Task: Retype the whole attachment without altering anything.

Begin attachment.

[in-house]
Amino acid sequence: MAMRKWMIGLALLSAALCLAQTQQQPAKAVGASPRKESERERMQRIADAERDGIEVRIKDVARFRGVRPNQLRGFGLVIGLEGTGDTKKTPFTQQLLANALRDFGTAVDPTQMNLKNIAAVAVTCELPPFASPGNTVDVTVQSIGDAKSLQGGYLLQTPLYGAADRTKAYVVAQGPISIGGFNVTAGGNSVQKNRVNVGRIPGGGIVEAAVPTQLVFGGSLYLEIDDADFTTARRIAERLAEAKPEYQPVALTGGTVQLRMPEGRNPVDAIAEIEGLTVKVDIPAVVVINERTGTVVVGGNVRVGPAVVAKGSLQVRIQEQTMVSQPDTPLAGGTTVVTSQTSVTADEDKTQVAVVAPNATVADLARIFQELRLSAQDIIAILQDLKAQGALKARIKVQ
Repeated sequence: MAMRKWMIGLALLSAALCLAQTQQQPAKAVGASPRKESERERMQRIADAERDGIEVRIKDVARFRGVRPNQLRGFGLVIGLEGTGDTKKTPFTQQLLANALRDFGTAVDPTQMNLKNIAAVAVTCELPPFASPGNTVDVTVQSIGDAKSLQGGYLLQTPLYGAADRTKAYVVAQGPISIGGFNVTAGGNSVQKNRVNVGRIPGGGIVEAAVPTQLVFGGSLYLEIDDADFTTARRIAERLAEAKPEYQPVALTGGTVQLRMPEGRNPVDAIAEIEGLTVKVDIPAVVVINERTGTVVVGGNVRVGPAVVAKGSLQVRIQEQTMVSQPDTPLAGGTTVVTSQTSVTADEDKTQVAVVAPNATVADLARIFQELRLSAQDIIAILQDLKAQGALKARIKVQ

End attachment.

[in-house]
Amino acid sequence: MAMRKWMIGLALLSAALCLAQTQQQPAKAVGASPRKESERERMQRIADAERDGIEVRIKDVARFRGVRPNQLRGFGLVIGLEGTGDTKKTPFTQQLLANALRDFGTAVDPTQMNLKNIAAVAVTCELPPFASPGNTVDVTVQSIGDAKSLQGGYLLQTPLYGAADRTKAYVVAQGPISIGGFNVTAGGNSVQKNRVNVGRIPGGGIVEAAVPTQLVFGGSLYLEIDDADFTTARRIAERLAEAKPEYQPVALTGGTVQLRMPEGRNPVDAIAEIEGLTVKVDIPAVVVINERTGTVVVGGNVRVGPAVVAKGSLQVRIQEQTMVSQPDTPLAGGTTVVTSQTSVTADEDKTQVAVVAPNATVADLARIFQELRLSAQDIIAILQDLKAQGALKARIKVQ
Repeated sequence: MAMRKWMIGLALLSAALCLAQTQQQPAKAVGASPRKESERERMQRIADAERDGIEVRIKDVARFRGVRPNQLRGFGLVIGLEGTGDTKKTPFTQQLLANALRDFGTAVDPTQMNLKNIAAVAVTCELPPFASPGNTVDVTVQSIGDAKSLQGGYLLQTPLYGAADRTKAYVVAQGPISIGGFNVTAGGNSVQKNRVNVGRIPGGGIVEAAVPTQLVFGGSLYLEIDDADFTTARRIAERLAEAKPEYQPVALTGGTVQLRMPEGRNPVDAIAEIEGLTVKVDIPAVVVINERTGTVVVGGNVRVGPAVVAKGSLQVRIQEQTMVSQPDTPLAGGTTVVTSQTSVTADEDKTQVAVVAPNATVADLARIFQELRLSAQDIIAILQDLKAQGALKARIKVQ